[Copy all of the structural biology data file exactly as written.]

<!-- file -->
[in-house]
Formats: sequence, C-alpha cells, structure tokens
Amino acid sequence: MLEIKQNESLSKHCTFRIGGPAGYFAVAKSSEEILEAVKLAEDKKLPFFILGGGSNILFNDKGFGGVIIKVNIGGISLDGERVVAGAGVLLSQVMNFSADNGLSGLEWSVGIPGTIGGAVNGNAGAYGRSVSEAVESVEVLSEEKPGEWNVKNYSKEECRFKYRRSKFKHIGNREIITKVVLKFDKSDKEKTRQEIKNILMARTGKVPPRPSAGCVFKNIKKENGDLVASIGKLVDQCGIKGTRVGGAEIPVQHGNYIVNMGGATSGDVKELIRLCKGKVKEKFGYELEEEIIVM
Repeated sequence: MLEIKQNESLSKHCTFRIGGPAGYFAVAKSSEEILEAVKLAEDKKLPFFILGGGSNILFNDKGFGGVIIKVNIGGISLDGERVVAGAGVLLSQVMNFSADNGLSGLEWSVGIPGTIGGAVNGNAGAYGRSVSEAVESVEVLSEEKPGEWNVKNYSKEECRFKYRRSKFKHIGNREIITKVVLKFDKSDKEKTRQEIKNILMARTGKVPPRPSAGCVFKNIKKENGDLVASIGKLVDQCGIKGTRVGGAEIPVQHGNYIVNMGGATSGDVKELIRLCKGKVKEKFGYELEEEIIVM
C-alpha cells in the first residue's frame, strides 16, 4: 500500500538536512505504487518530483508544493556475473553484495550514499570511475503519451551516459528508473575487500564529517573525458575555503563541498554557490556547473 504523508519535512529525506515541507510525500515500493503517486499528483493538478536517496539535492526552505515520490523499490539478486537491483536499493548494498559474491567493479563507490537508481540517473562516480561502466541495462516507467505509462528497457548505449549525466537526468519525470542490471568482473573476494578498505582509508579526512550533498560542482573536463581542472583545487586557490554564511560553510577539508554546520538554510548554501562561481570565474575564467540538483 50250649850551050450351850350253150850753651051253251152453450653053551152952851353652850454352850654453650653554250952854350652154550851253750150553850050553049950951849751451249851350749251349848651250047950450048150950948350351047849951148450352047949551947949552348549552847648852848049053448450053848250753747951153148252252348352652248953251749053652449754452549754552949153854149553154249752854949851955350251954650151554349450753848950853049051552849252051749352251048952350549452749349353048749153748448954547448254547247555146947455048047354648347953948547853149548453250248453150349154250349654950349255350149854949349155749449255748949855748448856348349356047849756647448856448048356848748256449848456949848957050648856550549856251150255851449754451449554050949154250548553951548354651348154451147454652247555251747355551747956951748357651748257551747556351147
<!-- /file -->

[in-house]
Formats: sequence, C-alpha cells, structure tokens
Amino acid sequence: MLEIKQNESLSKHCTFRIGGPAGYFAVAKSSEEILEAVKLAEDKKLPFFILGGGSNILFNDKGFGGVIIKVNIGGISLDGERVVAGAGVLLSQVMNFSADNGLSGLEWSVGIPGTIGGAVNGNAGAYGRSVSEAVESVEVLSEEKPGEWNVKNYSKEECRFKYRRSKFKHIGNREIITKVVLKFDKSDKEKTRQEIKNILMARTGKVPPRPSAGCVFKNIKKENGDLVASIGKLVDQCGIKGTRVGGAEIPVQHGNYIVNMGGATSGDVKELIRLCKGKVKEKFGYELEEEIIVM
Repeated sequence: MLEIKQNESLSKHCTFRIGGPAGYFAVAKSSEEILEAVKLAEDKKLPFFILGGGSNILFNDKGFGGVIIKVNIGGISLDGERVVAGAGVLLSQVMNFSADNGLSGLEWSVGIPGTIGGAVNGNAGAYGRSVSEAVESVEVLSEEKPGEWNVKNYSKEECRFKYRRSKFKHIGNREIITKVVLKFDKSDKEKTRQEIKNILMARTGKVPPRPSAGCVFKNIKKENGDLVASIGKLVDQCGIKGTRVGGAEIPVQHGNYIVNMGGATSGDVKELIRLCKGKVKEKFGYELEEEIIVM
C-alpha cells in the first residue's frame, strides 16, 4: 500500500538536512505504487518530483508544493556475473553484495550514499570511475503519451551516459528508473575487500564529517573525458575555503563541498554557490556547473 504523508519535512529525506515541507510525500515500493503517486499528483493538478536517496539535492526552505515520490523499490539478486537491483536499493548494498559474491567493479563507490537508481540517473562516480561502466541495462516507467505509462528497457548505449549525466537526468519525470542490471568482473573476494578498505582509508579526512550533498560542482573536463581542472583545487586557490554564511560553510577539508554546520538554510548554501562561481570565474575564467540538483 50250649850551050450351850350253150850753651051253251152453450653053551152952851353652850454352850654453650653554250952854350652154550851253750150553850050553049950951849751451249851350749251349848651250047950450048150950948350351047849951148450352047949551947949552348549552847648852848049053448450053848250753747951153148252252348352652248953251749053652449754452549754552949153854149553154249752854949851955350251954650151554349450753848950853049051552849252051749352251048952350549452749349353048749153748448954547448254547247555146947455048047354648347953948547853149548453250248453150349154250349654950349255350149854949349155749449255748949855748448856348349356047849756647448856448048356848748256449848456949848957050648856550549856251150255851449754451449554050949154250548553951548354651348154451147454652247555251747355551747956951748357651748257551747556351147